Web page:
In England, all patients with type 1 diabetes will now be offered wearable technology to monitor their blood sugar levels within seconds.
It comes with an app, so the user can scan the monitor in a second and get a reading which will tell them if their blood sugar levels are at an appropriate level.
Type 1 diabetes is an autoimmune condition which cannot be prevented and makes up for about 8% of all diabetes cases.
“This announcement is the biggest step forward for type 1 diabetes care in years, allowing everyone eligible to have one of these easy to use pieces of tech if they want to – building on the success of the NHS in its rollout so far,” said national NHS specialty adviser for diabetes, Professor Partha Kar. “I am delighted to see NICE endorse the use of this technology.”
Who will this be offered to?
The monitors will be rolled out to all type 1 patients when previously only three in five were eligible. If you think you’re eligible for tech for the first time, speak to your healthcare team when you’re next due to see them.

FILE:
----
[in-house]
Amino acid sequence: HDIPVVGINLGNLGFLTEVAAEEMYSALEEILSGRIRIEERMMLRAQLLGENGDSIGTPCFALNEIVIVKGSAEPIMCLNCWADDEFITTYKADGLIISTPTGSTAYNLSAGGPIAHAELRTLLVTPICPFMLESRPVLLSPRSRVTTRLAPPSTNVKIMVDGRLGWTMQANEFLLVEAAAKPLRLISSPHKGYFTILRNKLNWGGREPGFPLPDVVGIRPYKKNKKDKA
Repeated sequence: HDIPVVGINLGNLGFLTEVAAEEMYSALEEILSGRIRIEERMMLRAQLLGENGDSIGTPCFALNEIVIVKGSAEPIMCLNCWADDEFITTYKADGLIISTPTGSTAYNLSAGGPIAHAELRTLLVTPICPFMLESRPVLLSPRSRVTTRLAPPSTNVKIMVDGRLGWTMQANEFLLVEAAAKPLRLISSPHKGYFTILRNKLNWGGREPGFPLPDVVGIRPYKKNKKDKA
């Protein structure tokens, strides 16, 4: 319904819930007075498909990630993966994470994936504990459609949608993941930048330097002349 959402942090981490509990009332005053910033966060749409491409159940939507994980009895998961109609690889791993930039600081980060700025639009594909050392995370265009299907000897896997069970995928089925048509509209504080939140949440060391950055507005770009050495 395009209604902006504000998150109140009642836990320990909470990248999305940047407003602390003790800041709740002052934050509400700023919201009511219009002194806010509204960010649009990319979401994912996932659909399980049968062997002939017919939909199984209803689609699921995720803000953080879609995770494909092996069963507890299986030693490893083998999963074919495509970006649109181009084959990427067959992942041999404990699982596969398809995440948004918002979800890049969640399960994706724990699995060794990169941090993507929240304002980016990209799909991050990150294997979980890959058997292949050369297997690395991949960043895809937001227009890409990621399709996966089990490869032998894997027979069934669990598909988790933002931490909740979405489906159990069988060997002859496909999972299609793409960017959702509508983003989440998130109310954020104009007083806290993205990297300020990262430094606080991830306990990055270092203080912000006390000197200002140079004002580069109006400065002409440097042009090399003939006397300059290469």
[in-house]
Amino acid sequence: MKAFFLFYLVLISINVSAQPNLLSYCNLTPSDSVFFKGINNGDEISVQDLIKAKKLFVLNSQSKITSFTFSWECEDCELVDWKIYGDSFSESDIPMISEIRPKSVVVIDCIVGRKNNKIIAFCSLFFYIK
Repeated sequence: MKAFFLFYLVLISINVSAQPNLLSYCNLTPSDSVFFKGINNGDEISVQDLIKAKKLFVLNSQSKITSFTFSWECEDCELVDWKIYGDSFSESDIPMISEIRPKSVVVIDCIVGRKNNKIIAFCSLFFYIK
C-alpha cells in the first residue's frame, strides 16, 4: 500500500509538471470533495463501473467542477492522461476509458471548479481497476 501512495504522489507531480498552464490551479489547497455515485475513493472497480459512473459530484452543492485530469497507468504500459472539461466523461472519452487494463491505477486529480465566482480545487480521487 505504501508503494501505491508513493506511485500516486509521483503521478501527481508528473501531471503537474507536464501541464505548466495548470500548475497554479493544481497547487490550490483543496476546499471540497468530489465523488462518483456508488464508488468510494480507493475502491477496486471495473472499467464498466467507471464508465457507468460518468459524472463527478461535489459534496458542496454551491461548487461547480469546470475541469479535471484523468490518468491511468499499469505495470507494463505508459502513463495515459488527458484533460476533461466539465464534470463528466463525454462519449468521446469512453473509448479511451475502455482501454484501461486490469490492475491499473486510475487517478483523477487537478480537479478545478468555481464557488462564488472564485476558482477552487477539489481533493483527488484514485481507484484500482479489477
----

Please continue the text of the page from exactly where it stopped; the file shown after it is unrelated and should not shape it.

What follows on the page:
The National Institute for Health and Care Excellence (Nice) has said 50,000 people will benefit after it recommended the use of real-time continuous glucose monitoring for all adults and children with type 1.
Diabetes UK said the decision was “transformational” for people with type 1 diabetes.
“What we are seeing today is a key shift in thinking – a move to recognising that technology is an integral part of diabetes management, not simply an added luxury,” said it’s chief executive Chris Askew.
How will this work?
The wearable monitor, which is the size of a £2 coin, will sit on a patient’s arm and check their glucose levels all the time.
It comes with app which will monitor their blood sugar levels and scan if they’re at an appropriate level.
Additionally, the app can monitor their glucose levels over time so patients can spot any worrying trends.
Dr Paul Chrisp, director of the centre for guidelines at Nice, said: “By recommending the use of either real-time or flash monitoring, our independent committee has made recommendations that will be a step forward in helping all people with Type 1 diabetes manage their condition.”
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